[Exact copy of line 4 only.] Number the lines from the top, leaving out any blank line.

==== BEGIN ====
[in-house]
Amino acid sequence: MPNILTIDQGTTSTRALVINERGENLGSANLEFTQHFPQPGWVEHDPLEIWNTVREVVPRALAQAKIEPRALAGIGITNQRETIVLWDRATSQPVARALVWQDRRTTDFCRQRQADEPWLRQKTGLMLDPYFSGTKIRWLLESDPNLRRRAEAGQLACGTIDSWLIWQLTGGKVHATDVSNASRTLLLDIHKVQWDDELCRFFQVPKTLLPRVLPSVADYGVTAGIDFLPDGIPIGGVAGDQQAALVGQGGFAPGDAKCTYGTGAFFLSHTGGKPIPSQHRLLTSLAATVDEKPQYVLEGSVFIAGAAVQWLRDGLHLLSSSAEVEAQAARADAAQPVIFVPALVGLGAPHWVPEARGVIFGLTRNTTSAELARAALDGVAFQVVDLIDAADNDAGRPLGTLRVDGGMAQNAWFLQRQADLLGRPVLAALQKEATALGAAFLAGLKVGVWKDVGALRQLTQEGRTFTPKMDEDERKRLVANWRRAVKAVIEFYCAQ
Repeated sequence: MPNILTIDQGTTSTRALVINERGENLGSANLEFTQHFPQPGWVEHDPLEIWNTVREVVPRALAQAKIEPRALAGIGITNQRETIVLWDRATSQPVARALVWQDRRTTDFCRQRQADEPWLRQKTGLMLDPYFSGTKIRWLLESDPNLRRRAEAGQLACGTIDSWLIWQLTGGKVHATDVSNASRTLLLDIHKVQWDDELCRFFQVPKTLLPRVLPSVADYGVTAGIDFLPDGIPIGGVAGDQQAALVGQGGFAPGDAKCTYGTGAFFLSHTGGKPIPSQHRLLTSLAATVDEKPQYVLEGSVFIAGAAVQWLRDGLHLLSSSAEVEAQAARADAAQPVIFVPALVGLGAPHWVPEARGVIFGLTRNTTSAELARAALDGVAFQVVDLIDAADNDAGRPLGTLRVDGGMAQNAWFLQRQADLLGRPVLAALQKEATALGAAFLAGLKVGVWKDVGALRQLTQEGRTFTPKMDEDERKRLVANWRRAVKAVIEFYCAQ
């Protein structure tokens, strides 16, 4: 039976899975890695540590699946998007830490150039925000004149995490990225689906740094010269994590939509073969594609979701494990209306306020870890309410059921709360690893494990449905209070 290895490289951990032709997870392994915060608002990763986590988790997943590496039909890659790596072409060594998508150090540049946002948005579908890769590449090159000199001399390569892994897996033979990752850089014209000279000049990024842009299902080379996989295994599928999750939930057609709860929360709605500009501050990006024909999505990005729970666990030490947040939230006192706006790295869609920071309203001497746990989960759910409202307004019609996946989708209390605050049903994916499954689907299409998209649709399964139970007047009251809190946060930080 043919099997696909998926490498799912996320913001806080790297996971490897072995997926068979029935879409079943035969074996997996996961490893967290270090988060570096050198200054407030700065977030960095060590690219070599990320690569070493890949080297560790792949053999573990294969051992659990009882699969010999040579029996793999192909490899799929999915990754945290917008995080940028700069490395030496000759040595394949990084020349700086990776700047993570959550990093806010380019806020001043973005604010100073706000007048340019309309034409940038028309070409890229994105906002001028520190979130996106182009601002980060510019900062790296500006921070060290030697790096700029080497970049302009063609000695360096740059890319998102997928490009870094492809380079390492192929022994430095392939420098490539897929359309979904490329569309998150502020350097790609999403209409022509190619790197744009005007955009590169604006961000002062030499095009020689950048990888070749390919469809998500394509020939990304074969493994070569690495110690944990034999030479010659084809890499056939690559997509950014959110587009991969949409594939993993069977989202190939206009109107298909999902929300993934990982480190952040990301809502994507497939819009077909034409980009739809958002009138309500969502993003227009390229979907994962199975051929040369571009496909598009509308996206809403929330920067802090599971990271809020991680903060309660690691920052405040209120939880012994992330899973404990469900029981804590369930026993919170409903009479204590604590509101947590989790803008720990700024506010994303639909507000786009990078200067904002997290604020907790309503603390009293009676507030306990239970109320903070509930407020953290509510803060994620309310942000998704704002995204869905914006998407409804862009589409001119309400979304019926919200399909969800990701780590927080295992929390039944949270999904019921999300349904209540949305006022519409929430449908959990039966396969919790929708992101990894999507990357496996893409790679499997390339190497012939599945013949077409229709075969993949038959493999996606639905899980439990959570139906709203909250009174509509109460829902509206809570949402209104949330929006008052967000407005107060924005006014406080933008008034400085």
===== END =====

């Protein structure tokens, strides 16, 4: 039976899975890695540590699946998007830490150039925000004149995490990225689906740094010269994590939509073969594609979701494990209306306020870890309410059921709360690893494990449905209070 290895490289951990032709997870392994915060608002990763986590988790997943590496039909890659790596072409060594998508150090540049946002948005579908890769590449090159000199001399390569892994897996033979990752850089014209000279000049990024842009299902080379996989295994599928999750939930057609709860929360709605500009501050990006024909999505990005729970666990030490947040939230006192706006790295869609920071309203001497746990989960759910409202307004019609996946989708209390605050049903994916499954689907299409998209649709399964139970007047009251809190946060930080 043919099997696909998926490498799912996320913001806080790297996971490897072995997926068979029935879409079943035969074996997996996961490893967290270090988060570096050198200054407030700065977030960095060590690219070599990320690569070493890949080297560790792949053999573990294969051992659990009882699969010999040579029996793999192909490899799929999915990754945290917008995080940028700069490395030496000759040595394949990084020349700086990776700047993570959550990093806010380019806020001043973005604010100073706000007048340019309309034409940038028309070409890229994105906002001028520190979130996106182009601002980060510019900062790296500006921070060290030697790096700029080497970049302009063609000695360096740059890319998102997928490009870094492809380079390492192929022994430095392939420098490539897929359309979904490329569309998150502020350097790609999403209409022509190619790197744009005007955009590169604006961000002062030499095009020689950048990888070749390919469809998500394509020939990304074969493994070569690495110690944990034999030479010659084809890499056939690559997509950014959110587009991969949409594939993993069977989202190939206009109107298909999902929300993934990982480190952040990301809502994507497939819009077909034409980009739809958002009138309500969502993003227009390229979907994962199975051929040369571009496909598009509308996206809403929330920067802090599971990271809020991680903060309660690691920052405040209120939880012994992330899973404990469900029981804590369930026993919170409903009479204590604590509101947590989790803008720990700024506010994303639909507000786009990078200067904002997290604020907790309503603390009293009676507030306990239970109320903070509930407020953290509510803060994620309310942000998704704002995204869905914006998407409804862009589409001119309400979304019926919200399909969800990701780590927080295992929390039944949270999904019921999300349904209540949305006022519409929430449908959990039966396969919790929708992101990894999507990357496996893409790679499997390339190497012939599945013949077409229709075969993949038959493999996606639905899980439990959570139906709203909250009174509509109460829902509206809570949402209104949330929006008052967000407005107060924005006014406080933008008034400085």